The Department of Defense (DOD) estimates that the cost of current unmanned aircraft systems (UAS) acquisition programs and related systems will exceed $37.5 billion in fiscal years 2012 through 2016. These programs and systems can be found across DOD and the military services (Air Force, Army, Navy, and Marine Corps). The continued success of UAS on the battlefield has led to greatly increased demand from warfighters and the development of many new systems. Further, in announcing the departments new budget priorities, the Secretary of Defense highlighted various current and planned unmanned systems that are considered to be high-priority in terms of meeting the requirements of the new strategic guidance.
In 2009, GAOs work highlighted the need to consider commonality in UASusing the same or interchangeable subsystems and components in more than one subsystem to improve interoperability of systemsand indicated that DOD lacked an analytical approach to prioritize capability needs which would reduce the likelihood of redundancies in UAS capabilities. As GAO reported in June 2011, although the Joint Requirements Oversight Council is directed to ensure that trade-offs among cost, schedule, and performance objectives are considered as part of its requirements review process, it currently does not prioritize requirements, consider redundancies across proposed programs, or prioritize and analyze capability gaps in a consistent manner. Congress has enacted legislation requiring DOD to establish a policy and acquisition strategy for more common ground stations and payloads for manned and unmanned aircraft systems.
The elements of DODs planned UAS portfolio include unmanned aircraft, payloads, and ground control stations. Unmanned aircraft are fixed or rotary winged aircraft capable of flight without an onboard crew. Payloads are subsystems and equipment carried on a UAS configured to accomplish specific missions, including intelligence, surveillance, and reconnaissance and attack. Ground control stations handle multiple mission aspects such as system command and control, mission planning, payload control, and communications.
The $37.5 billion amount includes funding for the development, procurement, sustainment, military construction and personnel, and war funding to support UAS activities in then year dollars identified in the Presidents 2012 budget submission.
Duncan Hunter National Defense Authorization Act for Fiscal Year 2009, Pub. L. No. 110-417, §144 (2008).
Military service-driven requirementsrather than an effective departmentwide strategyhave led to overlap in DODs UAS capabilities, resulting in many programs and systems being pursued that have similar flight characteristics and mission requirements. DOD currently has 15 unmanned aircraft programs which it categorizes into five groups according to weight, altitude, and speed. Groups 4 and 5 contain the largest and most expensive aircraft, with weights exceeding 1,320 pounds. Group 5 aircraft fly higherabove 18,000 feetthan Group 4 aircraft. DOD has spent almost $19 billion through fiscal year 2011 to develop and procure three aircraft in Group 5 and five aircraft in Group 4, where GAO found potential overlap, and expects to spend an additional $32.4 billion to complete these programs.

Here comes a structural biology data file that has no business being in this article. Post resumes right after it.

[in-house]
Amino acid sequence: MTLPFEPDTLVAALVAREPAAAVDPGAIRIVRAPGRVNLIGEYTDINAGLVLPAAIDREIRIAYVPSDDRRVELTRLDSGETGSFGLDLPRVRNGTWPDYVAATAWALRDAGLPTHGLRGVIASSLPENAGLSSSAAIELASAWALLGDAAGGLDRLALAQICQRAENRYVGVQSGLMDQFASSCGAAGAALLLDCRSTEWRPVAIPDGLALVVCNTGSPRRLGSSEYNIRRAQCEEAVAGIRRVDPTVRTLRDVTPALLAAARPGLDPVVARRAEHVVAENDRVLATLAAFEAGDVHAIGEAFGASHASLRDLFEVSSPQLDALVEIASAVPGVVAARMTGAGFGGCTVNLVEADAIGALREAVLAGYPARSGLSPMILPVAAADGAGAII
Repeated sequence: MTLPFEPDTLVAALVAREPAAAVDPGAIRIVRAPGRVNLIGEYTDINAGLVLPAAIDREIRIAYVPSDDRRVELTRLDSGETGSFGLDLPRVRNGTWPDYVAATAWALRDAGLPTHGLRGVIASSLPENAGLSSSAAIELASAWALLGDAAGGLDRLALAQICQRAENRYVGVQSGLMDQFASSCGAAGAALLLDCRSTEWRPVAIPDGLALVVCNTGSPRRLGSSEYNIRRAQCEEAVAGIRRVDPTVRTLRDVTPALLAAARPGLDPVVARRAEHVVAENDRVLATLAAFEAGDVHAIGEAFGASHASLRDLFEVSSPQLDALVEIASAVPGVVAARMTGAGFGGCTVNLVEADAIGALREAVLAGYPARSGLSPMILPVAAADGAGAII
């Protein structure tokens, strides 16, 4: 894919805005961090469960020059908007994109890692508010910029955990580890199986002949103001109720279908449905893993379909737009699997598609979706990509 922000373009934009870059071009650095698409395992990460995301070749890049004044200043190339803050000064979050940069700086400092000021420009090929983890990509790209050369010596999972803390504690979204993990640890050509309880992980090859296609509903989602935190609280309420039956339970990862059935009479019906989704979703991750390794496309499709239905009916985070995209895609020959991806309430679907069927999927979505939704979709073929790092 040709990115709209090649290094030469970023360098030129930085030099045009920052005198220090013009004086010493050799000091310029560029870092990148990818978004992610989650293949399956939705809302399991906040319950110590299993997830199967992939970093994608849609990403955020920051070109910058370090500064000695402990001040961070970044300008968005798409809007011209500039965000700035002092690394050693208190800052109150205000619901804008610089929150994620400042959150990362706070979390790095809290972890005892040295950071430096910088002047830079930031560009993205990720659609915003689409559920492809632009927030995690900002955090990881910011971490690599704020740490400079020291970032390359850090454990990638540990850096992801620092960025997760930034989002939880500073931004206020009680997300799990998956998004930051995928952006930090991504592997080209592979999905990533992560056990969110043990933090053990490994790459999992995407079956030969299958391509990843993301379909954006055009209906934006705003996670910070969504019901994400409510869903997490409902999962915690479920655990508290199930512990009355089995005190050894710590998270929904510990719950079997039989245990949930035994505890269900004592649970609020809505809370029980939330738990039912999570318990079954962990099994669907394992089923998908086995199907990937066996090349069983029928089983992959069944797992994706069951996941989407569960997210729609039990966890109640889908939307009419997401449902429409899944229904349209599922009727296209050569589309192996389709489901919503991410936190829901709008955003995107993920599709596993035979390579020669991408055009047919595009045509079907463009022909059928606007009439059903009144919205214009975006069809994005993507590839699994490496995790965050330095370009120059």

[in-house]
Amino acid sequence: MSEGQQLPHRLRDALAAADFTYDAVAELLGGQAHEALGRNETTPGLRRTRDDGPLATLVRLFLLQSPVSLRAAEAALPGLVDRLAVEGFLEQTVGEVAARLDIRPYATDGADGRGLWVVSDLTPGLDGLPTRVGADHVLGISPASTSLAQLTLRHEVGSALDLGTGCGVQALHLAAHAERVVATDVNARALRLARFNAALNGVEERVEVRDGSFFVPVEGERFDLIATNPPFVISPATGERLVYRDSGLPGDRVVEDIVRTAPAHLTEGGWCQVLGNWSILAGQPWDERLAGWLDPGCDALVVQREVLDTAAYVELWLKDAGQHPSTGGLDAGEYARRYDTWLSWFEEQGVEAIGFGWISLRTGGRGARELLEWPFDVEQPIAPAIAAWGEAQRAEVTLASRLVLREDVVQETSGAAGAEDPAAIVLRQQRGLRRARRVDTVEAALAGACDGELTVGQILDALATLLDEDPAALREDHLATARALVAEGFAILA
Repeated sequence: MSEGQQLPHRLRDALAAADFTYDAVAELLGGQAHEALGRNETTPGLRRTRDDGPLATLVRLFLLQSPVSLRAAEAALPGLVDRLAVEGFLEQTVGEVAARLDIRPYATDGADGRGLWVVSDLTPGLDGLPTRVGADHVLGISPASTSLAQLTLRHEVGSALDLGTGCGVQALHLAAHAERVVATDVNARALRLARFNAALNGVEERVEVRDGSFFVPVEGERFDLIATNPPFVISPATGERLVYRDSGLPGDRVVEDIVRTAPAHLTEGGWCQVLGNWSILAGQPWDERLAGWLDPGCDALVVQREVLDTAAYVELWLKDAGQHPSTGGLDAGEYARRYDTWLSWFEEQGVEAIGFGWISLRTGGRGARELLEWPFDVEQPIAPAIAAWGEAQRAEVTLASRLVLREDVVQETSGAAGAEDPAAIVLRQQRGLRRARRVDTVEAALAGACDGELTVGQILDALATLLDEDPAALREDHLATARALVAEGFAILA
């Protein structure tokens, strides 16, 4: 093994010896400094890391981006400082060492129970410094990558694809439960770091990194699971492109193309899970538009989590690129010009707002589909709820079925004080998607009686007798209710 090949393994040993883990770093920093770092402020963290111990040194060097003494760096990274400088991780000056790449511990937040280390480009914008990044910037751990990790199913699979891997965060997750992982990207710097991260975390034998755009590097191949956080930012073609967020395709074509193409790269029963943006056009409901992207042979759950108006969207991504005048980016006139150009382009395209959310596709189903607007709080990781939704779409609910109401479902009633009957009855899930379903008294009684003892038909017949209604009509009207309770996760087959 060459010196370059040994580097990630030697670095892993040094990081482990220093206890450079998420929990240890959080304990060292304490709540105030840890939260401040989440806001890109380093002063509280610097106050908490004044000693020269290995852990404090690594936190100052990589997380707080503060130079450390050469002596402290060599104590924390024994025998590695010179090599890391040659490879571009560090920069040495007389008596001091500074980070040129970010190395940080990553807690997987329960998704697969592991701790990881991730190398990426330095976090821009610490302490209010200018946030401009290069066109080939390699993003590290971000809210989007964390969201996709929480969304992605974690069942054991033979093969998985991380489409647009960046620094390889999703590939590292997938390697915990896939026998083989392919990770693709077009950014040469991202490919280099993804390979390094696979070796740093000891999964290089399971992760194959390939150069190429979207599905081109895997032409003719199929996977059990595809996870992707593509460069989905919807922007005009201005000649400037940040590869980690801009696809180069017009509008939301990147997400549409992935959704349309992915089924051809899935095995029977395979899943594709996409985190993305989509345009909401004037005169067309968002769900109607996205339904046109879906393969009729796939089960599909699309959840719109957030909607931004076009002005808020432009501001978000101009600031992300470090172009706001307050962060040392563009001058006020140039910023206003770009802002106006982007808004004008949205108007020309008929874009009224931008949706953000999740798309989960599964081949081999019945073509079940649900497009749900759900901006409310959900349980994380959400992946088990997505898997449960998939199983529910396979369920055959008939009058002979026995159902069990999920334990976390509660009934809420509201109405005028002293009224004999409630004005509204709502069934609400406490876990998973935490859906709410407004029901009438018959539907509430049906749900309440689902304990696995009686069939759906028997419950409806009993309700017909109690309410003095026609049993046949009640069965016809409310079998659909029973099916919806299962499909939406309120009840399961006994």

Illustrative of the overlap, in Group 5, the Navy plans to spend more than $3 billion to develop its own variant of the Air Force Global Hawkthe Broad Area Maritime Surveillance UASrather than using the already fielded Global Hawk. According to the Navy, its unique requirements necessitate modifications to the Global Hawk airframe, payload interfaces, and ground control station. However, the Navy program office was not able to provide quantitative analysis to justify the variant. According to program officials, no analysis was conducted to determine the cost-effectiveness of developing a new aircraft to meet the Navys requirements versus buying more Global Hawks.
If the preference for service-unique solutions persists in the absence of a departmentwide strategy, so will the potential for overlap in the future. DOD plans to significantly expand the UAS portfolio through 2040, including five new systems in the planning stages that are expected to become formal programs in the near future.
In addition to unmanned aircraft, DOD expects to spend about $9 billion to buy 42 UAS payloads through fiscal year 2016. Each payload provides a sensor using one of three different technologies: electro-optical/infra-red, radar, and signals intelligence. For Group 4 and 5 aircraft, GAO identified overlap among numerous sensors being developed within each of the three technologies (see table below).
Overlapping Development of Sensors for UAS Payloads in Group 4 and 5 Aircraft
Number of programs
Four Air Force programs
Four Army programs
One Navy program
Five multiservice programs
Three Air Force programs
Two Army programs
One Navy program
One multiservice program
Four Air Force programs
Two Navy programs
Two Army programs
Source: GAO analysis of DOD data.